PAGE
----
We’ve all seen the mantra – “you should be using binds”. And this is a demo that’s been rolled out for decades now, showing the performance overhead of not using them:
SQL> drop table T purge; Table dropped. SQL> create table T (x primary key) as 2 select rownum x from dual 3 connect by level <= 100000; Table created. SQL> set timing on SQL> declare 2 res int; 3 begin 4 for i in 1 .. 100000 loop 5 select x into res from t where x = i; 6 end loop; 7 end; 8 / PL/SQL procedure successfully completed. Elapsed: 00:00:01.61 SQL> set timing on SQL> declare 2 res int; 3 begin 4 for i in 1 .. 100000 loop 5 execute immediate 'select x from t where x = '||i into res ; 6 end loop; 7 end; 8 / PL/SQL procedure successfully completed. Elapsed: 00:00:58.72
And the conclusion is pretty straightforward. The parsing costs added nearly a 40-fold overhead to the execution time.
But in the middle of a discussion like this recently, someone responded to me: “Yeah, but I’m still getting 1700 executions per second. That’s plenty fast enough for me”
And this is true…even with the overhead of parsing, we can still crank out a pretty good execution rate.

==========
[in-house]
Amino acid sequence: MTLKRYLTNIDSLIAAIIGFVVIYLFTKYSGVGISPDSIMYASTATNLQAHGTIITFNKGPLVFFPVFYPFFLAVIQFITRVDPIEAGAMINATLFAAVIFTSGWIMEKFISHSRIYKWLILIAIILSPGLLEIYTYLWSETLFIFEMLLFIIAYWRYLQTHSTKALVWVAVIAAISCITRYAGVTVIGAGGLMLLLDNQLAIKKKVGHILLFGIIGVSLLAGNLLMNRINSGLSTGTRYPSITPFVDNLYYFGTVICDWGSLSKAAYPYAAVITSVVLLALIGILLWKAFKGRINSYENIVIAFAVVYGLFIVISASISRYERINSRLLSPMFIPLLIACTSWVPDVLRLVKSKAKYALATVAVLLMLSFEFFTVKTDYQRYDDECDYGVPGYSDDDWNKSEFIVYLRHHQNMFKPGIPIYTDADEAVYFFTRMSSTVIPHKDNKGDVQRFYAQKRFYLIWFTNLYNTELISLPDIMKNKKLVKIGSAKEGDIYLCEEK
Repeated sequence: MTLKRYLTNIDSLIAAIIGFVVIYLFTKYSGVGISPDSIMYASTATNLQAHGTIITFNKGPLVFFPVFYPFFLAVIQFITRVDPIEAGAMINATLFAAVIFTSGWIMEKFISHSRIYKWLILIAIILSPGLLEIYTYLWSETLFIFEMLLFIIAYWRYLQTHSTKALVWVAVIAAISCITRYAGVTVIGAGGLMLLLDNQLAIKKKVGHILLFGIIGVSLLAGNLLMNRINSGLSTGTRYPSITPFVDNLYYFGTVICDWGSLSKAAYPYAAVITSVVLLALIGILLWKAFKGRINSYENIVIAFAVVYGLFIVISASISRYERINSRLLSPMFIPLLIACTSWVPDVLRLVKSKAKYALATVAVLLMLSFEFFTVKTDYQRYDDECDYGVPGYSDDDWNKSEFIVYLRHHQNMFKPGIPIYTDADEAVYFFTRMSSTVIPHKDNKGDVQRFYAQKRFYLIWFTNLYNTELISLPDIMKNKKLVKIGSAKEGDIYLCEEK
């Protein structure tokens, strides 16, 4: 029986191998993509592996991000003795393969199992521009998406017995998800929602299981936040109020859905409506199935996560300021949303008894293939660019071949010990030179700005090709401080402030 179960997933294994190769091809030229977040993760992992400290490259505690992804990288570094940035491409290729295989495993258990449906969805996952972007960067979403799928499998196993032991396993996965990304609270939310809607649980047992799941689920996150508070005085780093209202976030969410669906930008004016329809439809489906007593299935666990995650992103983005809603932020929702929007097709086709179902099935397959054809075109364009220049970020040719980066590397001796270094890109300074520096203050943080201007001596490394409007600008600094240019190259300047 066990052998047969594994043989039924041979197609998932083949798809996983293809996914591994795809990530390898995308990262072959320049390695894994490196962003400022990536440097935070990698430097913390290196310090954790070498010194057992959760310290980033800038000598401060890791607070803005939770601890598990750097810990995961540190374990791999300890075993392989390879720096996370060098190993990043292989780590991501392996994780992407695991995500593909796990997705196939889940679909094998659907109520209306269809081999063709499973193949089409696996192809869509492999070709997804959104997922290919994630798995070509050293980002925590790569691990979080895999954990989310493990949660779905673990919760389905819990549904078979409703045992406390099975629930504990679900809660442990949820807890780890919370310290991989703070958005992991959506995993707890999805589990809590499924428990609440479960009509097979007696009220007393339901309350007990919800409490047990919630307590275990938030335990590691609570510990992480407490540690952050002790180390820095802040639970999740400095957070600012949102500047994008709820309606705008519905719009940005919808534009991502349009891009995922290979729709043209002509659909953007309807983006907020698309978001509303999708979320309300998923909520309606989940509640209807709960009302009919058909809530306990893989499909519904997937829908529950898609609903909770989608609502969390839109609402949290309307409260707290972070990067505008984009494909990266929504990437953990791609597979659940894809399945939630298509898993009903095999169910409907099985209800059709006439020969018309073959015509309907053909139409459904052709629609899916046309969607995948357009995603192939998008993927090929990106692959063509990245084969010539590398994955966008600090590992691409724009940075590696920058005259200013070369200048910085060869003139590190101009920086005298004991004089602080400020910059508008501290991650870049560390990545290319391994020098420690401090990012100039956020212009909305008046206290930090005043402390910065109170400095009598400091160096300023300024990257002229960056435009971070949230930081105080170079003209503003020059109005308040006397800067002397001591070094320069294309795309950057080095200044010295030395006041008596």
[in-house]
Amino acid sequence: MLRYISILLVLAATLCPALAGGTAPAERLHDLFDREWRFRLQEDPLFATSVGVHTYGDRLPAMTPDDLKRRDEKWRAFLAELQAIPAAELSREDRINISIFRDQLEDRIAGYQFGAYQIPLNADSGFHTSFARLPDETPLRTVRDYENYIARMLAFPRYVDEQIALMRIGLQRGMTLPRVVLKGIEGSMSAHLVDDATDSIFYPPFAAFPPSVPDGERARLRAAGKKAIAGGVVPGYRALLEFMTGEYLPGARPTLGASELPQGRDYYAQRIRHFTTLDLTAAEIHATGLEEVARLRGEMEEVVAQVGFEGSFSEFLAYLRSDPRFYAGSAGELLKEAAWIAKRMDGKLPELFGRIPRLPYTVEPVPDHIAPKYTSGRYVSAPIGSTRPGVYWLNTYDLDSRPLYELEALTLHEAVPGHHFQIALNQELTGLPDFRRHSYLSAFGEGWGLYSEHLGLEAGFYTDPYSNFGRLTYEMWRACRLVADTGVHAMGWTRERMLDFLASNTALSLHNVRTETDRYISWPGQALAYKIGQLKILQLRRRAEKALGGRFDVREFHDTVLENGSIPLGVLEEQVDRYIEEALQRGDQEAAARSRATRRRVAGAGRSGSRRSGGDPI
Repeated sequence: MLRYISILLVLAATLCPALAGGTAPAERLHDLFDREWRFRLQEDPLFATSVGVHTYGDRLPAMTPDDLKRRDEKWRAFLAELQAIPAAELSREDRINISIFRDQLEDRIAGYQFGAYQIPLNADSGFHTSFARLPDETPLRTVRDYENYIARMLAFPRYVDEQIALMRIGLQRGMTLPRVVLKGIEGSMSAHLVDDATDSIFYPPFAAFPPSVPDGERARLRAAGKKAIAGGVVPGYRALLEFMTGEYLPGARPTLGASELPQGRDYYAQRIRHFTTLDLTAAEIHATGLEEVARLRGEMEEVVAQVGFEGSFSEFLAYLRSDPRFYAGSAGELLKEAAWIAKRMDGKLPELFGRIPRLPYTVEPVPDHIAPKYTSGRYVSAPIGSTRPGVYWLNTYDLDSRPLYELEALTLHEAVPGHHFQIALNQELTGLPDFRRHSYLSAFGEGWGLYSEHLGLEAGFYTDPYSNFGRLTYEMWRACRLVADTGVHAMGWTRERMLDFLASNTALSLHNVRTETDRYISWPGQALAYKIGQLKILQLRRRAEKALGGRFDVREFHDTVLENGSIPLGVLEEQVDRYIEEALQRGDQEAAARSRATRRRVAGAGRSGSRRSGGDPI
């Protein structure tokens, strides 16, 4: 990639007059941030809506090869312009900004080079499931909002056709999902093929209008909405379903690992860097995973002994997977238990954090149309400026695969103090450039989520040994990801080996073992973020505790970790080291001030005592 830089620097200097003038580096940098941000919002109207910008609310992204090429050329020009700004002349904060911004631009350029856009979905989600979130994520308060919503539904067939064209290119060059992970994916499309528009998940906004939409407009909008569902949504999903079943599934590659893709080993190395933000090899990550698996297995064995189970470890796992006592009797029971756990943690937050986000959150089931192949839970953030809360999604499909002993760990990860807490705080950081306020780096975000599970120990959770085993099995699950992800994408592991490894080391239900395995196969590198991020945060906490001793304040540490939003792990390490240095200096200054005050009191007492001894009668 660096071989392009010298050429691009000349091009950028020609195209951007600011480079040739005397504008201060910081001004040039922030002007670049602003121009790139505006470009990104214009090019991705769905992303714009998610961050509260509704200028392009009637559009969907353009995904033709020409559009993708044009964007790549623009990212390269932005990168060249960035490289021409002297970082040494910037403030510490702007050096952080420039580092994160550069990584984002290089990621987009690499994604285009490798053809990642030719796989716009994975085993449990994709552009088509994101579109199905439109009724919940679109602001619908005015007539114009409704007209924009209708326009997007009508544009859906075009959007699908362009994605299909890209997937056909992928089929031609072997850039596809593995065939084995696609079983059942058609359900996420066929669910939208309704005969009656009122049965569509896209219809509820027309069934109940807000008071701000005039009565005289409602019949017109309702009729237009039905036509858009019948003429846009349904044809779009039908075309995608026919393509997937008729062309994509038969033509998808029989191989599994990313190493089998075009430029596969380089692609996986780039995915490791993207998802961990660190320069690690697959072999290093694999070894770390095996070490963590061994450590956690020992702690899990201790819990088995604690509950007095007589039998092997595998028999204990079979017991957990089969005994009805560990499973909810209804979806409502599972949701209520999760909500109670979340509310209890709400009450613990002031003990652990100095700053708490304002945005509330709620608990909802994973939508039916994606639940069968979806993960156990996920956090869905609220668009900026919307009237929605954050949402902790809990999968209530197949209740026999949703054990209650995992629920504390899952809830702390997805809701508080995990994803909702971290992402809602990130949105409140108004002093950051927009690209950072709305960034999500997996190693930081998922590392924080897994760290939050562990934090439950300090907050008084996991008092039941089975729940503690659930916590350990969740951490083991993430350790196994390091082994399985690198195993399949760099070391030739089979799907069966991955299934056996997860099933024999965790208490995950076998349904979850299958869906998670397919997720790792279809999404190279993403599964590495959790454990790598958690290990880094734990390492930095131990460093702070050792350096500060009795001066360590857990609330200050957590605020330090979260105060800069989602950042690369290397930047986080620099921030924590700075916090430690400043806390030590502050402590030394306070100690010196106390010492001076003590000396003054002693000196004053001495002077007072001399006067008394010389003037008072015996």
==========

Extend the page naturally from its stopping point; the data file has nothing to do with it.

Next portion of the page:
Which leads me to thinking that the demo, which we’ve used for so long, is actually flawed. Because in reality, we don’t run queries that are “select from one_table”. The moment you have any sort of real application code in play, there are joins, there are views, there are security predicates…things are a lot more complicated.
So what happens to our parsing costs when we look at something closer to real application code. Here’s a demo joining two of the Oracle dictionary views, both of which have complex definitions. Let me stress two things in this case
- we are not even running the SQL like the demo above. All we are doing is parsing the query
- we are only doing 10,000 calls, not 100,000. This is only 10% of the size of the initial demo. Why ? Well… see for yourself below